Lighting for poultry: what do you need to consider?

3 min read published on 6 May 2021
poultry lighting

"Chickens can also perceive light through their skulls, so even a 'blind' chicken can sense the length of daylight periods and thus seasonal changes. Good lighting is especially important for poultry."

Bas-LiebregtsBas Liebregts, Product Manager at Vencomatic Group, introduces the possibility to install 48 volt lighting in our systems. According to Bas, this makes installation much easier: "At 24 volts, 18 LED lamps can be linked together, at 48 volts this can be up to 50 lamps. This saves on installation costs and we can always place the power supplies outside the bird areas. The 0-10 volt power supplies are also dimmable, which is the standard control in our sector.” Do you want us to contact you about this subject?

Why is lighting important for poultry? 

"With lighting you simulate nature. We do this as good as possible in our systems and give advice on the total lighting plan of the house. At Vencomatic Group we do not supply products, we solve the farmer's problem. Lighting is very important in this." 

"When it comes to lighting in a poultry house, intensity and light distribution are especially important. It is important that there are no large contrasts between light and dark in the house, because if a chicken sees a dark corner, there is a chance she will lay an egg there.”  

“Integrated into our lamps is a special diffuse foil that ensures optimum light distribution. This way we get a correct and equal light intensity at animal level, 30-35 lux per hen is enough. We fix the lamp to our system, so that the tubes cannot twist. This way we know for sure that the light display does not change.” 

What else should you pay attention to when lighting in a poultry house? 

"The light spectrum is also very important; it is the part of the electromagnetic spectrum that is visible to a chicken. What a chicken sees is different from what a human sees. We take that into account in our lighting, we follow the spectrum that the chicken sees."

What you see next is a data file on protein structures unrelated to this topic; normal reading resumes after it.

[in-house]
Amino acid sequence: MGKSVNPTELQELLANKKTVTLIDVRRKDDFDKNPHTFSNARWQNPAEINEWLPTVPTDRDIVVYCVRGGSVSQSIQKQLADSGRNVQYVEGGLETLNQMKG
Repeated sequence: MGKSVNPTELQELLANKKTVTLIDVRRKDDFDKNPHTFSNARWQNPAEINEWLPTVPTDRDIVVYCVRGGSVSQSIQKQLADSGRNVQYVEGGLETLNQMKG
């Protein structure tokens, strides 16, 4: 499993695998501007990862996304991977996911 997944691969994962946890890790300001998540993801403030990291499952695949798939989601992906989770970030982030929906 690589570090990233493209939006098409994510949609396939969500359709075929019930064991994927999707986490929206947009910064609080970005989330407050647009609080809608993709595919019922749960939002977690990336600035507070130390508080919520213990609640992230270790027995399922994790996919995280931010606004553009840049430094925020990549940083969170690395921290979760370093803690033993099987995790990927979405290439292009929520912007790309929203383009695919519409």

"What also needs to be considered, is that light is dimmable from 100% to 0% to simulate sunset, so you can lure the animals back into the system. The chicken then senses that it needs to go to bed." 

"In nature, when the sun goes down, the hen goes to find a safe sleeping place in the tree. This is its natural behaviour. With the lighting in the house we mimic this and the hen goes up in the system looking for a place to sleep. This also prevents floor eggs, so we kill two birds with one stone. Not literally of course.” 

So you should try to follow nature? 

"Indeed. Colour temperature, or Correlated Colour Temperature (CCT), is also important. The lower the colour temperature, the warmer the light. That sounds contradictory, but have you ever heard of 'white hot'? That's where the word comes from. Colour temperature is expressed in the number of degrees Kelvin, which indicates the relationship between the temperature of a piece of metal and the light it emits. Our lamps emit a warm white colour, which most closely matches the spectrum present in nature during sunrise and sunset, a very calm colour temperature."  

"The light in a poultry house should not flicker either, you don't want a strobe effect. However, as a human being you can't always judge this properly: a human can detect flickering up to 30 kHz, but a chicken can detect up to 200 kHz. The wrong lights can create a restless environment, so we make sure our lighting meets that 200 kHz." 

How do we help farmers with lighting in their poultry houses? 

"We advise farmers based on a lighting plan. This describes the position of the lamps, the desired intensity at animal level and a lighting programme. This is because you have to adjust the lighting to the daily activities for optimal results, such as when to feed and when to open and close nests."  

“Light is an important part of creating a good environment for the chicken and for our customers to be able to present themselves well.” 

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Published by

Edwin Vlems
Edwin Vlems is Marketing Manager at Vencomatic Group

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